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    Beginning Lua Programming (Programmer to Programmer) (Paperback) By (author) Kurt Jung, By (author) Aaron Brown

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    DescriptionThis book is for students and professionals who are intrigued by the prospect of learning and using a powerful language that provides a rich infrastructure for creating programs. No programming knowledge is necessary to benefit from this book except for the section on Lua bindings, which requires some familiarity with the C programming language. A certain comfort level with command-line operations, text editing, and directory structures is assumed. Software developers who have experience with functions, strings, and associative arrays can skim Chapters 2 through 5 with the caveat that certain Lua colloquialisms are introduced there along with programming concepts. Throughout the text, sections pertaining to a particular operating system are clearly marked and can be skipped by readers working on a different platform. This book is organized to guide you through the basics of using Lua. Its structure is as follows: * Installing Lua on your system (Chapter 1)* Learning the fundamentals of programming in Lua (Chapters 2 through 10)* Reviewing standard Lua functions (Chapter 11)* Exploring application development with Lua using packages contributed by the community (Chapters 12 through 18)* Using Lua's many community resources (Chapter 19) Chapters 2 through 10 each build on concepts that are presented in its predecessors, so a sequential reading of this part of the book is advised. The summary of Lua's built-in libraries contains examples that assume you have a good grasp of the materials presented in the first 10 chapters. Some of the libraries and techniques presented in Chapters 12 and 13 are needed in the remaining chapters of the book. Chapters 14 through 19 are relatively independent of one another and can be read out of sequence. You need surprisingly little in the way of computer resources to learn and use Lua. This book focuses on Windows and Unix-like (including Linux) systems, but any operating system that supports a command shell should be suitable. You'll need a text editor to prepare and save Lua scripts. If you choose to extend Lua with libraries written in a programming language like C, you'll need a suitable software development kit. Many of these kits are freely available on the Internet but, unlike Lua, they can consume prodigious amounts of disk space and memory. Chapter 18 discusses using Lua on a Palm Pilot. Even if you don't own or have access to one of these devices, this chapter shows how you can simulate one on the major desktop systems.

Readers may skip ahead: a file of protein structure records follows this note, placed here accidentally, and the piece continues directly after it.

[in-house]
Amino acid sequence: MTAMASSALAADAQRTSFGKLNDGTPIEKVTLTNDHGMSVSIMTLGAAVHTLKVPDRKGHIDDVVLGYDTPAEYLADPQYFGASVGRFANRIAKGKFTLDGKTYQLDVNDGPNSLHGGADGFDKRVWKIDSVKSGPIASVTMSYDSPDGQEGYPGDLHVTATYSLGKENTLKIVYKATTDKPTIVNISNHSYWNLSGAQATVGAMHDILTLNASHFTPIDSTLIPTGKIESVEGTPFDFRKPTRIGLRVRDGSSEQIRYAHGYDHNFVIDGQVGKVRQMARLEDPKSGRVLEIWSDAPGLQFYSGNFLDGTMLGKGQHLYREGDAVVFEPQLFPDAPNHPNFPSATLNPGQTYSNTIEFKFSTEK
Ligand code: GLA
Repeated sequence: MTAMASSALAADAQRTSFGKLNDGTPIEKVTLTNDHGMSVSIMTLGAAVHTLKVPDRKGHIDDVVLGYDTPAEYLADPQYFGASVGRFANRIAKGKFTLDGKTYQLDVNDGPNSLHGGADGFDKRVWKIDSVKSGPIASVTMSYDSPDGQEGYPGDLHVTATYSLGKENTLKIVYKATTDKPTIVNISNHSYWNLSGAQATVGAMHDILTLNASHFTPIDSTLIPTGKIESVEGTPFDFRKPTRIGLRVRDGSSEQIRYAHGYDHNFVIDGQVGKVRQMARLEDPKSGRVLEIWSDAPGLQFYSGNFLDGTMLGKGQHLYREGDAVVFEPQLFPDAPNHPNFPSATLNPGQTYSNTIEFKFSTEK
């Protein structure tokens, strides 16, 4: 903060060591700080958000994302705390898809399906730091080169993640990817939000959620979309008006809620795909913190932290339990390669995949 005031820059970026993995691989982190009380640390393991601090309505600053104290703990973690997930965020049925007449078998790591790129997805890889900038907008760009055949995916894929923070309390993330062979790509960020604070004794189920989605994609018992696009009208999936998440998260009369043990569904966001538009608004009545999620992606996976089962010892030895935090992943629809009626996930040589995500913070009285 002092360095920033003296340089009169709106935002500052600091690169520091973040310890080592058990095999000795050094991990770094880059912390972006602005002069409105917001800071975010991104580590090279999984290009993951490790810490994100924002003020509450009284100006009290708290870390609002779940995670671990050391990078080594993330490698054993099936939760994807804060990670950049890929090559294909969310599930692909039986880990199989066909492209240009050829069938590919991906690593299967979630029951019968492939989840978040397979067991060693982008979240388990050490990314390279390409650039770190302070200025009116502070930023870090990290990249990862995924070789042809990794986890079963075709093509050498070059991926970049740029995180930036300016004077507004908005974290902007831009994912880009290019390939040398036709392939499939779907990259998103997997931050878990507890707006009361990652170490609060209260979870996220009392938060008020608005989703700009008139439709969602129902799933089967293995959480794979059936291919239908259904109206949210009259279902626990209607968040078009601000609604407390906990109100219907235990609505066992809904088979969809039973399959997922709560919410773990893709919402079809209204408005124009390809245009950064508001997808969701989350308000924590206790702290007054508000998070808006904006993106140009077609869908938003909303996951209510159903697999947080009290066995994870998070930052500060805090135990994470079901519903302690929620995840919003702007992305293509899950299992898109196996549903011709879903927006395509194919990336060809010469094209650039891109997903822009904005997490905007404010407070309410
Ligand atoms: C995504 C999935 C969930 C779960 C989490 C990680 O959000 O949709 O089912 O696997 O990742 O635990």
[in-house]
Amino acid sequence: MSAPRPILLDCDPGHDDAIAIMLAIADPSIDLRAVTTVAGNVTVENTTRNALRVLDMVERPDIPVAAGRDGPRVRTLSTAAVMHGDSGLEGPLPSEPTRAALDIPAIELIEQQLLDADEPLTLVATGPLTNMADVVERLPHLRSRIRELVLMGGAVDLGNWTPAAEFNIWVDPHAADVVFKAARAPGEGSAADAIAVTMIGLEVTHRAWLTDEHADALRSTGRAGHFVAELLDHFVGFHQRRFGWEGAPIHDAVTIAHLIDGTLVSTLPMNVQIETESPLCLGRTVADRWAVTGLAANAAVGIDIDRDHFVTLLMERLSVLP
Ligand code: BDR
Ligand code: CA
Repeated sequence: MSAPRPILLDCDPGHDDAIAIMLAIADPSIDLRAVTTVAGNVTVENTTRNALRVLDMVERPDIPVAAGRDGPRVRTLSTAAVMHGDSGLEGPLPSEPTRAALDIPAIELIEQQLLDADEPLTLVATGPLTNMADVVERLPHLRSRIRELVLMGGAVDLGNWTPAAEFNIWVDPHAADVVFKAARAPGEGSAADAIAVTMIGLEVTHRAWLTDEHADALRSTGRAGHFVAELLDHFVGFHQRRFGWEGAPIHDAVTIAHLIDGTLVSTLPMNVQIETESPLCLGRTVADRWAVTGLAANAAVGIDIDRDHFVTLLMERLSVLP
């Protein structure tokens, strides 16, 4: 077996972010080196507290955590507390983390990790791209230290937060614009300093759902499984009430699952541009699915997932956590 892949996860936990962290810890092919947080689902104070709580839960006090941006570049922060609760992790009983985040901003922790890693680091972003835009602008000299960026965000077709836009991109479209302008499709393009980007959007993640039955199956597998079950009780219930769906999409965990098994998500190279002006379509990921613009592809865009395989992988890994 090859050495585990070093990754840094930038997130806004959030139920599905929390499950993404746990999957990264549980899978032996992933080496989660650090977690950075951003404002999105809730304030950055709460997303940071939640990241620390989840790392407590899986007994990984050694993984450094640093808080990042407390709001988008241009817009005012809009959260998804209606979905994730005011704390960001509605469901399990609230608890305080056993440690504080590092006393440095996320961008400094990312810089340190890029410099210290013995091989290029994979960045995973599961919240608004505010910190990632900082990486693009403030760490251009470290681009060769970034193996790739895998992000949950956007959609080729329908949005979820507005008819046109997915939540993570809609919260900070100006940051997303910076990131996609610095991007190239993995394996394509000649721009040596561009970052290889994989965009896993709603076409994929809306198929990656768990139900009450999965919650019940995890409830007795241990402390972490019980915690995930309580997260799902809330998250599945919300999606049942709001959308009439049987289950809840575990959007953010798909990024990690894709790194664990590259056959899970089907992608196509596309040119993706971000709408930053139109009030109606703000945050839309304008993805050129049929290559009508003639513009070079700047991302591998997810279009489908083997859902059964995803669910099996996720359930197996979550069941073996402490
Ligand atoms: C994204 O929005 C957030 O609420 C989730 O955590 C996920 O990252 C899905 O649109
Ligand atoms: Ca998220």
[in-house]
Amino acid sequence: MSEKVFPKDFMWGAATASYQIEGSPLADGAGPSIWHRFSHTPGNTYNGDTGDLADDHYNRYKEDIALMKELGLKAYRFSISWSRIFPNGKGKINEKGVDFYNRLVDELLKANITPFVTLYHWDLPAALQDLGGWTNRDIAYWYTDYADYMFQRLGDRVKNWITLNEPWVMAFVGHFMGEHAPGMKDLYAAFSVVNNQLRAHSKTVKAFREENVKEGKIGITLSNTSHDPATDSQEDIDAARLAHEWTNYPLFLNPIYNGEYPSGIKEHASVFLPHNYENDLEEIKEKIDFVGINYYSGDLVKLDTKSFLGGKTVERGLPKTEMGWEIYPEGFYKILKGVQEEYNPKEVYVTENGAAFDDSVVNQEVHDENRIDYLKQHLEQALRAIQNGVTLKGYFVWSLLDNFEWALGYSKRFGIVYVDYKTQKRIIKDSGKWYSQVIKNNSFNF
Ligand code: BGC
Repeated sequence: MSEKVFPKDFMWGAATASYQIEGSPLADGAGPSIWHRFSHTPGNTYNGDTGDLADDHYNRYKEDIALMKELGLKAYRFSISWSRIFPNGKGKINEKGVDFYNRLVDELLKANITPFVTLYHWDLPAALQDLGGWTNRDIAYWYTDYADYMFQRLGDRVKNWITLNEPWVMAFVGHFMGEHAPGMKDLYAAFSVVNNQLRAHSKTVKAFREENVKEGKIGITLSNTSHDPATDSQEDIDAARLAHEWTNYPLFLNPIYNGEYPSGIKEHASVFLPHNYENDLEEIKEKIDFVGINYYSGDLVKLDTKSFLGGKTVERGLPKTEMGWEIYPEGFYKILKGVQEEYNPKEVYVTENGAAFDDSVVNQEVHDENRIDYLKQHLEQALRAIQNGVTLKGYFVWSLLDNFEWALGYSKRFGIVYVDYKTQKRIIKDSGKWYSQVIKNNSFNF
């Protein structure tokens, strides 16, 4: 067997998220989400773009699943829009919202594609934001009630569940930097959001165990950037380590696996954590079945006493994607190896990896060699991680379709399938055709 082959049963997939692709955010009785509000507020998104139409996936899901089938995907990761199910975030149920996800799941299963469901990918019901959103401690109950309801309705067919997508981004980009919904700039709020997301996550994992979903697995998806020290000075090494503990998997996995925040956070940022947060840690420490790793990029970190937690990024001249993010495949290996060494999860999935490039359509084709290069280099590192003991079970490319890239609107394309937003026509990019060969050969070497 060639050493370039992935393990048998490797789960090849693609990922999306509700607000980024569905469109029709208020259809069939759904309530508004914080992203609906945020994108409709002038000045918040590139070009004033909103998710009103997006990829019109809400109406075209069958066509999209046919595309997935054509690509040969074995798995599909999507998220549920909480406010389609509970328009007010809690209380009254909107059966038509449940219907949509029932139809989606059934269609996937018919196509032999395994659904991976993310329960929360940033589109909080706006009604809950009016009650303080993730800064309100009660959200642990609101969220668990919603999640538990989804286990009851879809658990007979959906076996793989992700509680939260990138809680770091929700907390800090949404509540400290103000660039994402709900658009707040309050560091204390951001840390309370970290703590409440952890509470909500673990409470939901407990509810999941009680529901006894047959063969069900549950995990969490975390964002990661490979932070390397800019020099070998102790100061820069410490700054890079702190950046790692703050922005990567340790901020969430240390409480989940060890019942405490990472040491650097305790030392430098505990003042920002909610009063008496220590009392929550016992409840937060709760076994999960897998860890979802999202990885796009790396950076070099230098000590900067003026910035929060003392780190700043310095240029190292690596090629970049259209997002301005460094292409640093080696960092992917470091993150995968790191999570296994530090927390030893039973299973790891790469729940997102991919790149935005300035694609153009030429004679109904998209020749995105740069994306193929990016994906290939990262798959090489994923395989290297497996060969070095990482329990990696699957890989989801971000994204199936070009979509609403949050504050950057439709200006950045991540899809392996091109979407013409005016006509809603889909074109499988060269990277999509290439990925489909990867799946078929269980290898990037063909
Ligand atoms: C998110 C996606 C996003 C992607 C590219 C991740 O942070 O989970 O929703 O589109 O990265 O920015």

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  • Full bibliographic data for Beginning Lua Programming

    Title
    Beginning Lua Programming
    Authors and contributors
    By (author) Kurt Jung, By (author) Aaron Brown
    Physical properties
    Format: Paperback
    Number of pages: 672
    Width: 185 mm
    Height: 231 mm
    Thickness: 41 mm
    Weight: 998 g
    Language
    English
    ISBN
    ISBN 13: 9780470069172
    ISBN 10: 0470069171
    Classifications

    BIC E4L: COM
    Nielsen BookScan Product Class 3: S10.2
    B&T Book Type: NF
    B&T Modifier: Region of Publication: 01
    B&T Modifier: Subject Development: 20